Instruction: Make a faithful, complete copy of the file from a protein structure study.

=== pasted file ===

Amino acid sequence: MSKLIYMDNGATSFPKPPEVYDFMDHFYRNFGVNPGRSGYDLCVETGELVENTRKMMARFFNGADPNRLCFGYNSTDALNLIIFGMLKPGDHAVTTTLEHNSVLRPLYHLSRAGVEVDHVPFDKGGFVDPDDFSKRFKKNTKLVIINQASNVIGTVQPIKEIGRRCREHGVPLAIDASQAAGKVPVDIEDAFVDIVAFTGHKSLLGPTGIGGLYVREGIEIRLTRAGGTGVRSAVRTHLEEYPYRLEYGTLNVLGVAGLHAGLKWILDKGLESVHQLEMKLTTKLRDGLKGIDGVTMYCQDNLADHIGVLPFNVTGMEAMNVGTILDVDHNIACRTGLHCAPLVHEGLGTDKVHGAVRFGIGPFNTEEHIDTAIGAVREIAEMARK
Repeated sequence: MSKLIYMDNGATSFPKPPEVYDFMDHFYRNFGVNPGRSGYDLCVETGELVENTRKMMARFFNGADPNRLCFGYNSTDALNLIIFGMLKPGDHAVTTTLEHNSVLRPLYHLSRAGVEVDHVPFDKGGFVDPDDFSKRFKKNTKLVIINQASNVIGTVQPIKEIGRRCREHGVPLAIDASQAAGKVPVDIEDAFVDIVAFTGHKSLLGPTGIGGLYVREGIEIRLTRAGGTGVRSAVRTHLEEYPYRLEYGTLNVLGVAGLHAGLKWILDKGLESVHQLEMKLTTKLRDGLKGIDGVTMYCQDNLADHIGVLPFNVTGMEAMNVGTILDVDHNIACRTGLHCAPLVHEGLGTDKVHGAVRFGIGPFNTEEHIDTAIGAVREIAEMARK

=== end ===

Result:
Amino acid sequence: MSKLIYMDNGATSFPKPPEVYDFMDHFYRNFGVNPGRSGYDLCVETGELVENTRKMMARFFNGADPNRLCFGYNSTDALNLIIFGMLKPGDHAVTTTLEHNSVLRPLYHLSRAGVEVDHVPFDKGGFVDPDDFSKRFKKNTKLVIINQASNVIGTVQPIKEIGRRCREHGVPLAIDASQAAGKVPVDIEDAFVDIVAFTGHKSLLGPTGIGGLYVREGIEIRLTRAGGTGVRSAVRTHLEEYPYRLEYGTLNVLGVAGLHAGLKWILDKGLESVHQLEMKLTTKLRDGLKGIDGVTMYCQDNLADHIGVLPFNVTGMEAMNVGTILDVDHNIACRTGLHCAPLVHEGLGTDKVHGAVRFGIGPFNTEEHIDTAIGAVREIAEMARK
Repeated sequence: MSKLIYMDNGATSFPKPPEVYDFMDHFYRNFGVNPGRSGYDLCVETGELVENTRKMMARFFNGADPNRLCFGYNSTDALNLIIFGMLKPGDHAVTTTLEHNSVLRPLYHLSRAGVEVDHVPFDKGGFVDPDDFSKRFKKNTKLVIINQASNVIGTVQPIKEIGRRCREHGVPLAIDASQAAGKVPVDIEDAFVDIVAFTGHKSLLGPTGIGGLYVREGIEIRLTRAGGTGVRSAVRTHLEEYPYRLEYGTLNVLGVAGLHAGLKWILDKGLESVHQLEMKLTTKLRDGLKGIDGVTMYCQDNLADHIGVLPFNVTGMEAMNVGTILDVDHNIACRTGLHCAPLVHEGLGTDKVHGAVRFGIGPFNTEEHIDTAIGAVREIAEMARK